[Comic] When chronic illness changes you

I’m on fire this last week. Four posts? Who even does that?! ME! But seriously. I’ve spent my downtime between moving having some deep-and-meaningful thoughts about life, the universe and everything and this comic is the result of that.

When you have any kind of chronic illness, be it physical, mental or otherwise, you change. Sometimes things can change for the better, and sometimes… well, I’ll let you read.

 

39 - Chronic Illness changes you

On an aside, Manthing pointed out that I managed to draw my own toe wrong. I am, in fact, missing the nail on the big toe of my right foot. The more you know.

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[Journal] Depression is like mold…

So, tonight I decided that having depression is a bit like fighting brown mold from the Pathfinder universe.

Brown mold is an interesting thing. It’s a pretty standard looking thing that you find plastered to walls and floors in dungeons, and when left alone it’s more or less harmless. However, when you encounter the brown mold, that’s where things get interesting. When it finds a source of heat (see: endothermic creatures, adventurers, pets, etc.), it feeds off that heat and draws it from any surrounding sources until they are ice cold. Anything within range of it’s draw begins to take cold damage as it eats away at the heat source magically. If you blast it with fire to try and destroy it, it simply doubles in size and continues on it’s merry existence.

Depression is an interesting thing. It’s pretty standard and most people have experienced it. You find little seeds of it stuck inside people, and when everything is going well, it’s more or less harmless. However, when you encounter depression head on because it’s been set off, that’s where things get interesting. When it finds a source of happiness (friends, family, favourite things, etc.), it feeds of that joy until it’s source has been extinguished – replaced by the same apathy and misery depression makes. People within range of someone affected by depression begin to take friendship damage as the condition causes the sufferer to push people away and find isolation, something that’s not always visible. If you drag the sufferer out into a social event or force them into ‘fun’, the depression doubles in size and leads to further feelings of isolation and sadness.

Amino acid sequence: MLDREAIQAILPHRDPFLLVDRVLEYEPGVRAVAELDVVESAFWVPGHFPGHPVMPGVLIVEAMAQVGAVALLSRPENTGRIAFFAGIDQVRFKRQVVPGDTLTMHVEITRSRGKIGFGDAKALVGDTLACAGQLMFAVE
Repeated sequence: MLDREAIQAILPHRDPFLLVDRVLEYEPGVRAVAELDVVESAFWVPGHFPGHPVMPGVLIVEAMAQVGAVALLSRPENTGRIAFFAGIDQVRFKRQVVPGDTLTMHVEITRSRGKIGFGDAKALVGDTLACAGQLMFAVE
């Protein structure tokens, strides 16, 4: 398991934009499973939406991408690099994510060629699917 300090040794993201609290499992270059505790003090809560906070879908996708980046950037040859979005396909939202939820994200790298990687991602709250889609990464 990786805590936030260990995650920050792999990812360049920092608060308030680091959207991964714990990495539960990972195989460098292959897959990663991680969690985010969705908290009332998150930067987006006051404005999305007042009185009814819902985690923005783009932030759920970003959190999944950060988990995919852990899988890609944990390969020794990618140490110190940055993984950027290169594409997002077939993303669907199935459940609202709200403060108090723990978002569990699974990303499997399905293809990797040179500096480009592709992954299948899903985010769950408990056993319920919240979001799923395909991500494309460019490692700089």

My life is undergoing some pretty big changes right now. Like. Literally life changing changes. And I’d doing my best to take it in my stride, but I’m no saint and I’ll be the first to admit that I’m actually afraid of change. I’ll run at it with a warrior’s face when I have to, but by the same token, I’m happy to just sit here and mind my own business and just do my own thing. This change has unsettled me. It’s changed the way I interact with people, it’s changed what I’ve been doing with my time and it changes how much patience I’ve had over the last few weeks -both with other people and myself.

It’s honestly starting to show. Because on one hand, I’m handling things damn well. I got through a funeral, helped with the prep, organised 50% of everything, have held things together and not slapped heads when relatives made truly horrid comments on the day, and then called my mum after to repeat them. I’m helping with the legal matters. I’m sorting the house. I’m slowly adjusting to the life changes I’m facing. I’m doing a damn fine job. On the other hand, my depression is out of hand, my anxiety is a dickweed, I feel I can count on one hand the friends that are actual friends and my body is an asshole. I feel like I’m fraying at the edges while simultaneously being the atlas of my world right now. And it’s incredibly confusing because I feel like I can’t be both of them at the same time.

I’m going to leave the blog here for tonight because I’m just too damn exhausted to analyze the situation much further. But I do plan on having at least one comic this week if everything goes to plan. Anyway, it’s almost 2am. I’ll pick up more on this another night.